The Scarlet Letter Chapter 17
Hester Prynne and Arthur Dimmesdale meet and speak in the forest. First, they question each other's bodily existence, and slowly retreat away from the forest path, out of sight. Dimmesdale speaks about the lie that is his life, as Hester tries to comfort and reassure him. He does say, "Thou little knowest what a relief it is, after the torment of a seven years' cheat, to look into an eye that recognizes me for what I am!" Chapter 17, pg. 176.
Hester decides to take a big step, and tells Arthur who Roger Chillingworth really is, to explain why Dimmesdale has felt that there was evil lurking around him:
"'I might have known it,' murmured he. 'I did know it!' Was not the secret told me, in the natural recoil of my heart, at the first sight of him, and as often as I have seen him? Why did I not understand? O Hester Prynne, thou little, little knowest all the horror of this thing! And the shame! - the indelicacy! - the horrible ugliness of this exposure of a sick and guilty heart to the very eye that would gloat over it! Woman, woman, thou art accountable for this! I cannot forgive thee!'" Chapter 17, pg. 178.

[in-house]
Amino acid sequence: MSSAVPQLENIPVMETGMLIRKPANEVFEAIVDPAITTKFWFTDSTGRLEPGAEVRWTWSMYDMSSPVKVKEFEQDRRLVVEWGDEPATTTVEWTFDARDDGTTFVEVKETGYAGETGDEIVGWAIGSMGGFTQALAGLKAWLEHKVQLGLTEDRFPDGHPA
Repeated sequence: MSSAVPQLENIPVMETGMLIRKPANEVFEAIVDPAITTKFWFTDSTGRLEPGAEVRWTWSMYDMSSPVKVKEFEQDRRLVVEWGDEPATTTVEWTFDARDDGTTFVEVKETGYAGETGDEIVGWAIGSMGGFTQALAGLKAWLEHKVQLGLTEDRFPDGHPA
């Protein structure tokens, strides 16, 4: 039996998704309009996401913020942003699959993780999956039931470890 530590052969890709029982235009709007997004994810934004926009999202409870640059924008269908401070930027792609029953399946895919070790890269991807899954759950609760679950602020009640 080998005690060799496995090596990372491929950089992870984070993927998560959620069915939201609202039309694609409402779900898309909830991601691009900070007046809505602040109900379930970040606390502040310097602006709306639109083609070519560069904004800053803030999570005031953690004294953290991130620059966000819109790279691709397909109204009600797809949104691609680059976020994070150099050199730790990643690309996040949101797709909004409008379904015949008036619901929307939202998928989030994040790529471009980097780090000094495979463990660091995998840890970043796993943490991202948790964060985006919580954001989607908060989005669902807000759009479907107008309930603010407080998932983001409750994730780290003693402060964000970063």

Hester begs for forgiveness, and throws herself into a tight embrace with Arthur. After a long silence, Arthur does forgive her. He says that they aren't the worst sinners in the world; Roger Chillingworth is worse than either of them. Hester and Dimmesdale then realize they must leave Chillingworth, as well as the whole settlement of Boston behind. Hester convinces Dimmesdale that he must change his name and leave with her and Pearl for a new life in Europe.